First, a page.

Using Site Evaluations to Communicate with Clients

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How do you prove your worth to clients in today’s difficult economy? One of the tools in my arsenal that has proved tremendously effective is a website evaluation (or assessment). Performed as part of a sales proposal, a site assessment can help you speak knowledgeably about solutions to your potential client’s problems. As part of a “discovery” phase of a project, it can help uncover opportunities for improvement. Additionally, it can serve as a benchmark to be tested against later in the design process. Because many clients understand ratings, site assessments early in a project can help you and your clients speak the same language, establishing a base vocabulary you can reference later when you do user research, personas, card sorts, and usability tests.

Over the last few years and umpteen site evaluations, I’ve developed some templates I customize as needed. I will describe these templates, when and why I use them, how I present the assessments, and will discuss some specific cases where site assessments have helped me convey my arguments to clients. If you already know what an assessment is, move on to the Three basic templates section. Otherwise, a brief introduction follows.

What’s an assessment?

Two kinds of assessments
A current state assessment evaluates one site, typically the site you are redesigning. I use these assessments to help define problem areas as well as successes.

A competitive assessment is a bit different. This type of assessment helps set an industry “marker” by looking at what the competition is up to, what features and functionalities are standard, and how others have solved the same problems you might be tasked with. Depending on particulars, it’s a look at a bunch of sites, none of which you are designing.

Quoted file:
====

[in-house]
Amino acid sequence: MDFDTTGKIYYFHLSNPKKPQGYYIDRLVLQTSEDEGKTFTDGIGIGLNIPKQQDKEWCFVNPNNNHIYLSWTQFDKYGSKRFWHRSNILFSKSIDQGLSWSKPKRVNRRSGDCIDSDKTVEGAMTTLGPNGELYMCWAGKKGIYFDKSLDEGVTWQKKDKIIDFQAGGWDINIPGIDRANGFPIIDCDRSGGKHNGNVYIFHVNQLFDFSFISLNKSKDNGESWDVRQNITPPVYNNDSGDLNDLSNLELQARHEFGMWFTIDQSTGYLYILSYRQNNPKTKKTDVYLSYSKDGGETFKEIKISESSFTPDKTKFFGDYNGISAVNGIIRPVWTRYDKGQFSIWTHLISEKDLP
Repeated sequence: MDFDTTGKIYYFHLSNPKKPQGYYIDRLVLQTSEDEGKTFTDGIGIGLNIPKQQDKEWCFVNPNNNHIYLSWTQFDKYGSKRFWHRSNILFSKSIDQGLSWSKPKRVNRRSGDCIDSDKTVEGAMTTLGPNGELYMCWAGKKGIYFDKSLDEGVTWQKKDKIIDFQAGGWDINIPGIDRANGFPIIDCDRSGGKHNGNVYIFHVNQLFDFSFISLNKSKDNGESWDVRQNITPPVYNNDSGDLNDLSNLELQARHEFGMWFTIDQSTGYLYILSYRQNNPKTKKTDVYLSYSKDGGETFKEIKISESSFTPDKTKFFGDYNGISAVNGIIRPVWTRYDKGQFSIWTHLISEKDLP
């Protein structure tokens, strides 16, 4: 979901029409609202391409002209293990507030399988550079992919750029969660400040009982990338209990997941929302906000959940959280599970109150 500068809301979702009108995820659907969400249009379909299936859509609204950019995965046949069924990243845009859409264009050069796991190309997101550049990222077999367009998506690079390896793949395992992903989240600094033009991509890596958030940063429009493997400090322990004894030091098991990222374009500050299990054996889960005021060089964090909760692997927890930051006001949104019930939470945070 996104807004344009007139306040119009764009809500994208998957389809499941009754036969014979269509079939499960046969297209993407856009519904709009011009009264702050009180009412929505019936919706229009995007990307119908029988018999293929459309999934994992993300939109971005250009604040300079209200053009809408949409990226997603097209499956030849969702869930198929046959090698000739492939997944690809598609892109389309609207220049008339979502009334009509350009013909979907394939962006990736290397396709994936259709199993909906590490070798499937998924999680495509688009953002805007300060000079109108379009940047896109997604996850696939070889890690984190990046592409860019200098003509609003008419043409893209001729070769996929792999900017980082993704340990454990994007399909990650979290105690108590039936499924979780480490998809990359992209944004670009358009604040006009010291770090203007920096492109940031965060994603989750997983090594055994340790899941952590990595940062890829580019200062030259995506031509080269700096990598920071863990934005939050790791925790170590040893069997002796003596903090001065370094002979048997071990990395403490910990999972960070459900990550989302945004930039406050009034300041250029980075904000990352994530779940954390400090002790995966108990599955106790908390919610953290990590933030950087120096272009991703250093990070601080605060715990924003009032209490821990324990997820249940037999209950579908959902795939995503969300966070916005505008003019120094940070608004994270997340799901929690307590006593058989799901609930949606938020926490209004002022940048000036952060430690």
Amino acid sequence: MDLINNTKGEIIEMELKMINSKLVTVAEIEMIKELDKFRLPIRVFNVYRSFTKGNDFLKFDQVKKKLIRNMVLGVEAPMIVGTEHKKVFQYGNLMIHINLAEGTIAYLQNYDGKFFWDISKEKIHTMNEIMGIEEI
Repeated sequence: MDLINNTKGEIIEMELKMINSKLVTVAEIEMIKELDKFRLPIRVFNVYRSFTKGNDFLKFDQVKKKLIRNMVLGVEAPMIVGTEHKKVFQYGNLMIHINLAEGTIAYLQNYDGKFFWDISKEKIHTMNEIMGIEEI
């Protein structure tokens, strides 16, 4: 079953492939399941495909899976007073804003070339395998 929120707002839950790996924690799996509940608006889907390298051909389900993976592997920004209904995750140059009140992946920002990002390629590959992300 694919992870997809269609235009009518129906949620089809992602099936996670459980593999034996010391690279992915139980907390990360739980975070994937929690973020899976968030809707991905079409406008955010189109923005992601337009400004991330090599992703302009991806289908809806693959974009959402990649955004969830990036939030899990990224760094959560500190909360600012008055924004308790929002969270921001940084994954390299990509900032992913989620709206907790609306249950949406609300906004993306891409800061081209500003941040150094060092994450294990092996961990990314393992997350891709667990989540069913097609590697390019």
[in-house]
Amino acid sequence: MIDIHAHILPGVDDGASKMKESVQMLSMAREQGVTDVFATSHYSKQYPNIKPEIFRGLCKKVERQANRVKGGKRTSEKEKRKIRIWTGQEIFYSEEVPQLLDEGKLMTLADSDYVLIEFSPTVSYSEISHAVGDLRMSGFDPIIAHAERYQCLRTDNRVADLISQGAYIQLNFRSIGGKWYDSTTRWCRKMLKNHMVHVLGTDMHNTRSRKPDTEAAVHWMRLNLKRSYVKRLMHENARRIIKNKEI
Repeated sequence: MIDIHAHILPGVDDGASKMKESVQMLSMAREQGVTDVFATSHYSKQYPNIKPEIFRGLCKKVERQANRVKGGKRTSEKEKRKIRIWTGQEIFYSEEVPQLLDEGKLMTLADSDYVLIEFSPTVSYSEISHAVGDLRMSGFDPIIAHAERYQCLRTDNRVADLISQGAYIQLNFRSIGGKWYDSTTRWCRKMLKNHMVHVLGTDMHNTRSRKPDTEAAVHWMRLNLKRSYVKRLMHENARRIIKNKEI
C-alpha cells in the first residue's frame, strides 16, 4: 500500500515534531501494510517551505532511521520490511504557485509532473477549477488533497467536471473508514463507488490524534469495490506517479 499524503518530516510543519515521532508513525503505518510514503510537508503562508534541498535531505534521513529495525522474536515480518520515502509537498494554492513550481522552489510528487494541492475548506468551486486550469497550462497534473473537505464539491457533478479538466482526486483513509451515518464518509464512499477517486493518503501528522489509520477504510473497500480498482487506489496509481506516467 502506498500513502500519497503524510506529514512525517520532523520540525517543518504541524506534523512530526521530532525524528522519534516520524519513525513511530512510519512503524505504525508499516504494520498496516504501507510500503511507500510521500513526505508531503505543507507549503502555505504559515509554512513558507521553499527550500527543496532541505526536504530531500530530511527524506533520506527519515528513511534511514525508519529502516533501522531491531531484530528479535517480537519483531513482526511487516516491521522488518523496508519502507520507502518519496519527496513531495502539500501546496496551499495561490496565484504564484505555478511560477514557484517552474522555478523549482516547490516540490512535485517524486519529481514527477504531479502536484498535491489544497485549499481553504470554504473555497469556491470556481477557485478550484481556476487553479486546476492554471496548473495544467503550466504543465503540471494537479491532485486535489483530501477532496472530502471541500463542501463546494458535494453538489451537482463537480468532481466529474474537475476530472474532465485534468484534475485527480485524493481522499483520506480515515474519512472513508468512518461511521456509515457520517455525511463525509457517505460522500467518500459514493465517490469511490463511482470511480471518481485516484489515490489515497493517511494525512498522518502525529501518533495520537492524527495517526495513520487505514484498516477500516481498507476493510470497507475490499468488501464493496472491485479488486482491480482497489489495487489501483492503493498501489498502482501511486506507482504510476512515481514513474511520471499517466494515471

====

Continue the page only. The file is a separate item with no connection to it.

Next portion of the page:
I start with an Excel spreadsheet divided into categories. Each category has a number of attributes underneath, questions that the evaluator must answer. Each attribute receives a score, and scores are averaged to come up with a total for the category. Since scoring is so subjective, I make specific comments to argue my point of view. If a point is particularly engaging (in a positive or negative light), I pull a screenshot that illustrates it.

Rating scale
I like to use a scale of 1 to 5 (No capability=1, Average capability=3, Best practices=5), but you can also use a high/medium/low scale. And sometimes numbers seem too set in stone, or are bound to cause controversy with your client. In those cases, I use Harvey balls, with an empty ball signifying no capability and a filled-in ball best practice.

Decide on your point of view and this will help determine your category headings. Are you evaluating only information architecture? Then your categories would be subsets of IA, such as navigation, taxonomy, and information organization. Are you looking at a particular feature? Your categories would reflect how that feature functions.

Notes on adapting
It’s also worth thinking about why you should do this analysis. What are your strengths? Where does your expertise lie? And, concurrently, what kind of results do you anticipate? Has the client come to you with regard to a particular problem?